Album six (or five if we’re discounting the pals-only, super-limited ‘The Futurist’) from the Chicago “minimalist rock” trio of Steve Albini, Bob Weston and Todd Trainer arrives just the seven years after their fifth (or fourth), ‘Excellent Italian Greyhound’, beat down ear drums as a reminder that there’s a way to do this sort of thing right, and a million ways not to.
That’s what Shellac do: every now and then, when shit’s got out of hand, they pull together and put out an LP to remind anyone else about to pick up a guitar, thump a bass or smack a drum: goddamn, this is real. The way to do it: tight and dramatic; serious but shot through with wicked humour; sprawling and detailed but considered and concise, not a note too many or a riff too few.
From the twisting opening of the title track onwards, anyone with previous experience of Shellac is in no doubt as to the makers of this racket – their primary characteristics are not front-page splashes, headline-generating wackiness, but expert musicianship honed over 22 years of togetherness, and more. Albini might be best known as a producer and engineer by the many, but he’s been in bands since his teens. This man can play, and this man can slay, his guitar tone alone inimitable before we’ve even got to his barbed lyricism, which hasn’t dulled at all.
Shellac has never been the Steve Albini Show, despite his most vocal of presences – Trainer is the kind of drummer whose playing would be recognisable amid a field of thousands, economic but as turbulent as it needs to be when the songs get hectic, as on ‘You Came In Me’, and the dizzy first minute of ‘The People’s Microphone’. Weston, too, is easily picked out amongst his peers – precise and pointed, his contributions exist both behind the work of his colleagues and the spaces between it. Everything, then, is in its right place – as it should be, as we’ve come to expect.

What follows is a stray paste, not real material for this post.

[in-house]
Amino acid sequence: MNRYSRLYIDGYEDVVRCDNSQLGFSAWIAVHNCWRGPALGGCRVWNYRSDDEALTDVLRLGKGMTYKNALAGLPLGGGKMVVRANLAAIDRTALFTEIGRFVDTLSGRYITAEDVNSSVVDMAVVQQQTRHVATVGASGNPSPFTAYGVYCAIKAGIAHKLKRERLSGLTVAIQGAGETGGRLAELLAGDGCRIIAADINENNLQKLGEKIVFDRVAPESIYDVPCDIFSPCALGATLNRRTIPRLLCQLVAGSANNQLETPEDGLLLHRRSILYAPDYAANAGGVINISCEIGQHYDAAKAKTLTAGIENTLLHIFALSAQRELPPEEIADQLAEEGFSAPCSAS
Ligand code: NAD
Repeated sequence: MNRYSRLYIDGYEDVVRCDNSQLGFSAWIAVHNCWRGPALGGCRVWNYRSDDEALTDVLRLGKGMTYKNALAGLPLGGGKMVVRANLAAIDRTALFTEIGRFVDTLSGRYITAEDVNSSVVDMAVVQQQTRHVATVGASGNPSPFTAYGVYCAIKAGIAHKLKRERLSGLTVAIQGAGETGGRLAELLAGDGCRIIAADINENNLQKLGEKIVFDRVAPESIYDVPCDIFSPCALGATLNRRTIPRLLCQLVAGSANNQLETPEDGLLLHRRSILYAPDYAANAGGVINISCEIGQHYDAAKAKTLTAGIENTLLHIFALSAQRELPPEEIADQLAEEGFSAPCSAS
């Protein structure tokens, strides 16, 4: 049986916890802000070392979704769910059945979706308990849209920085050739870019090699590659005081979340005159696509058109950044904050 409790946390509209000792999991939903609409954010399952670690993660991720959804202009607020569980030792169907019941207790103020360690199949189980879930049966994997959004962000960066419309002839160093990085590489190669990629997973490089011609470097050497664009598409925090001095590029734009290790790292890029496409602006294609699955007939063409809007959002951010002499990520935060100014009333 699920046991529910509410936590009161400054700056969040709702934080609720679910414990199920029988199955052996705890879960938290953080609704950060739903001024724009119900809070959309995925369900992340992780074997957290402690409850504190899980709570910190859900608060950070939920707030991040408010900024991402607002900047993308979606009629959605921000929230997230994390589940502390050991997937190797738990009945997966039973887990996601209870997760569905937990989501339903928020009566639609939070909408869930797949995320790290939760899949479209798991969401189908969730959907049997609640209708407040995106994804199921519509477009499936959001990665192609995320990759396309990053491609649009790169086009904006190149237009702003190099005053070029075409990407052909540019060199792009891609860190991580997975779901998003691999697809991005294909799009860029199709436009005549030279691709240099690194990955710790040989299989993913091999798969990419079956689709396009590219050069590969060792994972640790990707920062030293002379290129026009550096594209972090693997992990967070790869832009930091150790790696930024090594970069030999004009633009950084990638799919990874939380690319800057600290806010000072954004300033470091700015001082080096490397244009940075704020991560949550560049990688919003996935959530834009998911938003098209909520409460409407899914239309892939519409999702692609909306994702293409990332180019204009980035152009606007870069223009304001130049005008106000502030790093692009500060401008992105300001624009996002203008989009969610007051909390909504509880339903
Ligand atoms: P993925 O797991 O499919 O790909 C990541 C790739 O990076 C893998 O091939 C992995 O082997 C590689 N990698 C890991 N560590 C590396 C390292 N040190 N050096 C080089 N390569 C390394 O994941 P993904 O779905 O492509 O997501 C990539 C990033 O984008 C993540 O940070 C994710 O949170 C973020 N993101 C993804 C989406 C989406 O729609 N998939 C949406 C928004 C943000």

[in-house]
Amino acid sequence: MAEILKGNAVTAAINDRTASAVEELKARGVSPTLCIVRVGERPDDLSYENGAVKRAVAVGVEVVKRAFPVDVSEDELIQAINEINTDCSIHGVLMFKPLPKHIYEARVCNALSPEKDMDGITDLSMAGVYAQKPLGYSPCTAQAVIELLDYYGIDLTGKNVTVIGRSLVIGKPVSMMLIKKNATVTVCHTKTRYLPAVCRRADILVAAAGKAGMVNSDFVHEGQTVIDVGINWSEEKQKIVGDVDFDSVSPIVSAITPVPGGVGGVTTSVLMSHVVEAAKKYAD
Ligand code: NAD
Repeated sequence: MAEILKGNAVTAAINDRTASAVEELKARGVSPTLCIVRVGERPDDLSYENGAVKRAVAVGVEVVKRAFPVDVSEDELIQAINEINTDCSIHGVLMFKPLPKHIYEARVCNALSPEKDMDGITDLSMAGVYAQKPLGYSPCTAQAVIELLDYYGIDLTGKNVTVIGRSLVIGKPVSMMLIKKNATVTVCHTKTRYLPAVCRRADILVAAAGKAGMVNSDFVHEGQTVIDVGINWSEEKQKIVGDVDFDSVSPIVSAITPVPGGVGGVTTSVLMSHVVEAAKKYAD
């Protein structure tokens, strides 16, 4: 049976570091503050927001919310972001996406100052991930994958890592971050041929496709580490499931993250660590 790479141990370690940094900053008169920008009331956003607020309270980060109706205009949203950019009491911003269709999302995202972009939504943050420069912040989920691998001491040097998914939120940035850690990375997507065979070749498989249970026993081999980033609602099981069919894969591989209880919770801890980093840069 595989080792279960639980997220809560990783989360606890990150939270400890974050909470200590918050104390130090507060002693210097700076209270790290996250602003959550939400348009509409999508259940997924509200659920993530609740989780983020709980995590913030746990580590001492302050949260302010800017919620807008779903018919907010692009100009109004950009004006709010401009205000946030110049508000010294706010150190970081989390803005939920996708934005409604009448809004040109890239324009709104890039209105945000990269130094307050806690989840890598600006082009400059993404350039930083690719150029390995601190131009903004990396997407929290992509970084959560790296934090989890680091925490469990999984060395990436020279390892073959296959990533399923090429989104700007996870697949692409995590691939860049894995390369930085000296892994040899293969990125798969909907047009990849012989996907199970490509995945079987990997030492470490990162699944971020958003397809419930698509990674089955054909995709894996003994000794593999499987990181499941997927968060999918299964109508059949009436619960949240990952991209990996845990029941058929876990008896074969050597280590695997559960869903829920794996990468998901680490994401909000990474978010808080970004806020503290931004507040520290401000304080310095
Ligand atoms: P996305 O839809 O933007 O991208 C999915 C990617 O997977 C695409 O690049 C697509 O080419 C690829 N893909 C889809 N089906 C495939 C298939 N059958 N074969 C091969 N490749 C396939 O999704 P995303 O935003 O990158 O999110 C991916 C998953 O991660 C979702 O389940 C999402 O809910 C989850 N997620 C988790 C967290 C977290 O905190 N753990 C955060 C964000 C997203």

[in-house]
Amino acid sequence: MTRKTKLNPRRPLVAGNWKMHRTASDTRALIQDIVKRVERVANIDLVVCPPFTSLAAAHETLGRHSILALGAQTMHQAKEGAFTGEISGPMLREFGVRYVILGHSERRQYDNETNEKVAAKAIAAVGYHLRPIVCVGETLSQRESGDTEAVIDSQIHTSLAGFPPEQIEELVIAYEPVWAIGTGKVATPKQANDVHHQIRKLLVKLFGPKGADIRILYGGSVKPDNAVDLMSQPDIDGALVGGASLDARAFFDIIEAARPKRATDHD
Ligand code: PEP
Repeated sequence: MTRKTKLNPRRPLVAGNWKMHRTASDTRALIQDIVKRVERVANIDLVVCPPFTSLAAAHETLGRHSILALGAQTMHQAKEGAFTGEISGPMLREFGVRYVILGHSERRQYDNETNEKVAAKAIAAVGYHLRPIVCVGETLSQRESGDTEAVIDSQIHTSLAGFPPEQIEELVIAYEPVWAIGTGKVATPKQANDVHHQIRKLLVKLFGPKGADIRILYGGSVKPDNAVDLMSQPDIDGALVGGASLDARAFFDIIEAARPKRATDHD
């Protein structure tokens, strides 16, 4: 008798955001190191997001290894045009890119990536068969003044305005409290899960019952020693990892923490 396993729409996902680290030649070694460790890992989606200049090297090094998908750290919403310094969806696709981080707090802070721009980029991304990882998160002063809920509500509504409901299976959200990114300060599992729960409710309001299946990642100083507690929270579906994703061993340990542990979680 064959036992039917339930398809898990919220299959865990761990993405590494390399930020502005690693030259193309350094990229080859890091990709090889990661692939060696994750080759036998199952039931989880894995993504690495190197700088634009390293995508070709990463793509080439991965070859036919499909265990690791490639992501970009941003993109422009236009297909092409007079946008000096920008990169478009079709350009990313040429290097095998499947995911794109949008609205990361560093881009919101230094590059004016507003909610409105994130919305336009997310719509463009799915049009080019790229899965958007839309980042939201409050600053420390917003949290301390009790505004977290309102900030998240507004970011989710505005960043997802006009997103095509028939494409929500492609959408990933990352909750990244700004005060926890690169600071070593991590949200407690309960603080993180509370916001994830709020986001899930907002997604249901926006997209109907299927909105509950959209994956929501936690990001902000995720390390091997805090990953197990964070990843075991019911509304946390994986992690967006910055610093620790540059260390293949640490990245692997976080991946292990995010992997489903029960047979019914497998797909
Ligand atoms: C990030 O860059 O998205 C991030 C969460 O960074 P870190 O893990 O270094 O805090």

Which is, perhaps, the sole criticism of ‘Dude Incredible’ – it’s of the quality this band has come to stand for this many albums in. It doesn’t challenge expectation, but equally it does nothing, puts nary a single step wrong, to risk their reputation as a preeminent act of their kind, and of our times. Albini might be a proficient poker player, but he’s not about to gamble on Shellac’s strengths by taking them beyond an established discomfort zone.
If you’ve been buying Shellac LPs a while, you’ve already got ‘Dude Incredible’. If not, maybe this isn’t the ‘easiest’ introduction to the band’s catalogue – I’d suggest their foundations-laying 1994 debut ‘At Action Park’ or the visceral thrills of 2000’s ‘1000 Hurts’. Actually, just buy the lot. You’ll thank me later when you, too, feel this incredible, dude.
Words: Mike Diver
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